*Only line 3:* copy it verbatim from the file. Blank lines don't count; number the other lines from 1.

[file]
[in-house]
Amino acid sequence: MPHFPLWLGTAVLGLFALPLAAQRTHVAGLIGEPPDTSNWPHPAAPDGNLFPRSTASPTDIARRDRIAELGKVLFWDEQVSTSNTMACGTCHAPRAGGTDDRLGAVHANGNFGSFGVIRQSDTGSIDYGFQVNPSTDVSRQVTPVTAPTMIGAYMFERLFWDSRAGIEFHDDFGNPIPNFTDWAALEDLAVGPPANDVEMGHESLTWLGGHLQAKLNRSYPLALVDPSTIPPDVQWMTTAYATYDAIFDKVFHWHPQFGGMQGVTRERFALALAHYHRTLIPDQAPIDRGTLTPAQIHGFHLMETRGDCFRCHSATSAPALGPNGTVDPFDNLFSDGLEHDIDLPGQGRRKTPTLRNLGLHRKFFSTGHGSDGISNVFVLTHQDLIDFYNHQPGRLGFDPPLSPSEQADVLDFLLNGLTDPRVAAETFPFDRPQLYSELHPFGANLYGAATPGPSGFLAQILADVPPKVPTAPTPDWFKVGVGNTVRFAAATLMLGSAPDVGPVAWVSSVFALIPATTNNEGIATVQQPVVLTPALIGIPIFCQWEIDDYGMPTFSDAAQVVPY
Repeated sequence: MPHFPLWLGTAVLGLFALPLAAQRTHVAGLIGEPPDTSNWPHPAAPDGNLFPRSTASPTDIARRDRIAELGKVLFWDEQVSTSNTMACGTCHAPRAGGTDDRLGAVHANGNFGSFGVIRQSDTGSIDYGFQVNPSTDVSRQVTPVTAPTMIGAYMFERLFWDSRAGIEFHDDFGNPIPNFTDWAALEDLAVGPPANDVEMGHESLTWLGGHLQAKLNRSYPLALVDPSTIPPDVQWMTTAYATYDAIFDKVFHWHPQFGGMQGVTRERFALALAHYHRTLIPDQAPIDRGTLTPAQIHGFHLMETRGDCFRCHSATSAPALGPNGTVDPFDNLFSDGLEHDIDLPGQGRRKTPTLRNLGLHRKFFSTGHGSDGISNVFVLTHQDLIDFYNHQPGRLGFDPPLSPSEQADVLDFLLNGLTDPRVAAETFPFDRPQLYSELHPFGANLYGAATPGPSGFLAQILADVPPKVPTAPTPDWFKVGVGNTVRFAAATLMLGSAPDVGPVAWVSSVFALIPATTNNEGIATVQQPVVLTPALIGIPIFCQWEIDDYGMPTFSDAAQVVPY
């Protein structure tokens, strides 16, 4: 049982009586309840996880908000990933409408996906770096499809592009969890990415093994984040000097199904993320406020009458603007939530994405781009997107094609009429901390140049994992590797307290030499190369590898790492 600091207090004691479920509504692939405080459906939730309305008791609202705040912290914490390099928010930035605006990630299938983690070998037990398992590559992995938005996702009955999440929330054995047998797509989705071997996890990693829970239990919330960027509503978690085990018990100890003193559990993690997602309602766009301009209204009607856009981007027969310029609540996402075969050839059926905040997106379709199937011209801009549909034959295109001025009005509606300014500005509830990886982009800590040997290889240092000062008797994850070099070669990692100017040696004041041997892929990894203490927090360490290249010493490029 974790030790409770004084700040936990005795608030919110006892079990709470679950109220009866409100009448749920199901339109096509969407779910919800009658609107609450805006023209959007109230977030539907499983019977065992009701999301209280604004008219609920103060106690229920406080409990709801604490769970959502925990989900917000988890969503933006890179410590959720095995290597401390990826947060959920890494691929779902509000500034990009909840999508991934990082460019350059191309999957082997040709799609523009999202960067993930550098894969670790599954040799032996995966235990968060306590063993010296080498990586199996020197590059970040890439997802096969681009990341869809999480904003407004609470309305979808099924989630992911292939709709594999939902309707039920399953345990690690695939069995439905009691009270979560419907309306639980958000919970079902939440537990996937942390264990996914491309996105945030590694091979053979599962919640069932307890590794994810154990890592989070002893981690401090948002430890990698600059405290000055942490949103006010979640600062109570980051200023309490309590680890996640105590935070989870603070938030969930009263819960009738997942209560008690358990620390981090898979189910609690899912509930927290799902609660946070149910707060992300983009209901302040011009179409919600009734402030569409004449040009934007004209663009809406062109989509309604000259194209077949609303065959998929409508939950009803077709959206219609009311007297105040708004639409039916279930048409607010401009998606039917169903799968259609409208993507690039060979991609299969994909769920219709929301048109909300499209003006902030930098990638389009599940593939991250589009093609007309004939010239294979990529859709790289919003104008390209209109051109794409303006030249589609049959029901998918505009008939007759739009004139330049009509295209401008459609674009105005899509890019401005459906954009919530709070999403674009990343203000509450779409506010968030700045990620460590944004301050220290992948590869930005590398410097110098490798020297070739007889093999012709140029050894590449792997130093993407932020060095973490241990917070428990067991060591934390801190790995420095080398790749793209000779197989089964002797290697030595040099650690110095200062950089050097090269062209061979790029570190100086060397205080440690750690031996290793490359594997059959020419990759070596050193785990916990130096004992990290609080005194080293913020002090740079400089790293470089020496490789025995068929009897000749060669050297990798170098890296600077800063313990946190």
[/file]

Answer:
Repeated sequence: MPHFPLWLGTAVLGLFALPLAAQRTHVAGLIGEPPDTSNWPHPAAPDGNLFPRSTASPTDIARRDRIAELGKVLFWDEQVSTSNTMACGTCHAPRAGGTDDRLGAVHANGNFGSFGVIRQSDTGSIDYGFQVNPSTDVSRQVTPVTAPTMIGAYMFERLFWDSRAGIEFHDDFGNPIPNFTDWAALEDLAVGPPANDVEMGHESLTWLGGHLQAKLNRSYPLALVDPSTIPPDVQWMTTAYATYDAIFDKVFHWHPQFGGMQGVTRERFALALAHYHRTLIPDQAPIDRGTLTPAQIHGFHLMETRGDCFRCHSATSAPALGPNGTVDPFDNLFSDGLEHDIDLPGQGRRKTPTLRNLGLHRKFFSTGHGSDGISNVFVLTHQDLIDFYNHQPGRLGFDPPLSPSEQADVLDFLLNGLTDPRVAAETFPFDRPQLYSELHPFGANLYGAATPGPSGFLAQILADVPPKVPTAPTPDWFKVGVGNTVRFAAATLMLGSAPDVGPVAWVSSVFALIPATTNNEGIATVQQPVVLTPALIGIPIFCQWEIDDYGMPTFSDAAQVVPY